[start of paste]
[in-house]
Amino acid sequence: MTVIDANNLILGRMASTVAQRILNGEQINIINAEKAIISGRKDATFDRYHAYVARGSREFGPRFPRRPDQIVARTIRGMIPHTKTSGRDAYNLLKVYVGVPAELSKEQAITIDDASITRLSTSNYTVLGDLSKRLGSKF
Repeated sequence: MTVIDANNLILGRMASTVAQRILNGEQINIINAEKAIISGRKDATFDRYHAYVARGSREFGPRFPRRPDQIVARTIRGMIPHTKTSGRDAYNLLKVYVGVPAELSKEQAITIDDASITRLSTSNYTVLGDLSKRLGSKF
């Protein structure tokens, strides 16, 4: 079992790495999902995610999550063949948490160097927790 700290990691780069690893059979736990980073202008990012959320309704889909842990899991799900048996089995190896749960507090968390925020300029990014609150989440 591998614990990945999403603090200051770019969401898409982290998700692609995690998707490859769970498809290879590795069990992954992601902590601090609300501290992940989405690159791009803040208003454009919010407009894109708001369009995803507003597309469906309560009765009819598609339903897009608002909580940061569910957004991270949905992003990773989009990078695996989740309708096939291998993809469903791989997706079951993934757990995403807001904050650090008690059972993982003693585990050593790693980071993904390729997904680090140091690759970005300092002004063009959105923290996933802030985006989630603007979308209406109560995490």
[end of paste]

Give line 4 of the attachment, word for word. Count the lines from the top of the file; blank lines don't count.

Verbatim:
């Protein structure tokens, strides 16, 4: 079992790495999902995610999550063949948490160097927790 700290990691780069690893059979736990980073202008990012959320309704889909842990899991799900048996089995190896749960507090968390925020300029990014609150989440 591998614990990945999403603090200051770019969401898409982290998700692609995690998707490859769970498809290879590795069990992954992601902590601090609300501290992940989405690159791009803040208003454009919010407009894109708001369009995803507003597309469906309560009765009819598609339903897009608002909580940061569910957004991270949905992003990773989009990078695996989740309708096939291998993809469903791989997706079951993934757990995403807001904050650090008690059972993982003693585990050593790693980071993904390729997904680090140091690759970005300092002004063009959105923290996933802030985006989630603007979308209406109560995490």